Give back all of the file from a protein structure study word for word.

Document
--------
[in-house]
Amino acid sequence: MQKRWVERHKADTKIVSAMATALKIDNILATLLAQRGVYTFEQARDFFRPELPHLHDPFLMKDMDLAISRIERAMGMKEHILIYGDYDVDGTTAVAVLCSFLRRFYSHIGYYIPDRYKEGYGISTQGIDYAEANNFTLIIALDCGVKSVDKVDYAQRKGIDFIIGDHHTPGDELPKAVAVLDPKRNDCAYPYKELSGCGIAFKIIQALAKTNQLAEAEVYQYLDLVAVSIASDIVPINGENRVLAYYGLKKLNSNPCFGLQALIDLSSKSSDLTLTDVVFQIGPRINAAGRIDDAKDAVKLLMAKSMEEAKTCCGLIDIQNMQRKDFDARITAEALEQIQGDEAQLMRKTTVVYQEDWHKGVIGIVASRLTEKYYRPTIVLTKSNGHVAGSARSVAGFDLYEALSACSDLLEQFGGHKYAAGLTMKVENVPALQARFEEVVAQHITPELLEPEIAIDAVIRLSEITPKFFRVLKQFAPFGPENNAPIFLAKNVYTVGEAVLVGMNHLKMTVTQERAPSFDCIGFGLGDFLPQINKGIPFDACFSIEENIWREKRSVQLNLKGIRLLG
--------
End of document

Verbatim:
[in-house]
Amino acid sequence: MQKRWVERHKADTKIVSAMATALKIDNILATLLAQRGVYTFEQARDFFRPELPHLHDPFLMKDMDLAISRIERAMGMKEHILIYGDYDVDGTTAVAVLCSFLRRFYSHIGYYIPDRYKEGYGISTQGIDYAEANNFTLIIALDCGVKSVDKVDYAQRKGIDFIIGDHHTPGDELPKAVAVLDPKRNDCAYPYKELSGCGIAFKIIQALAKTNQLAEAEVYQYLDLVAVSIASDIVPINGENRVLAYYGLKKLNSNPCFGLQALIDLSSKSSDLTLTDVVFQIGPRINAAGRIDDAKDAVKLLMAKSMEEAKTCCGLIDIQNMQRKDFDARITAEALEQIQGDEAQLMRKTTVVYQEDWHKGVIGIVASRLTEKYYRPTIVLTKSNGHVAGSARSVAGFDLYEALSACSDLLEQFGGHKYAAGLTMKVENVPALQARFEEVVAQHITPELLEPEIAIDAVIRLSEITPKFFRVLKQFAPFGPENNAPIFLAKNVYTVGEAVLVGMNHLKMTVTQERAPSFDCIGFGLGDFLPQINKGIPFDACFSIEENIWREKRSVQLNLKGIRLLG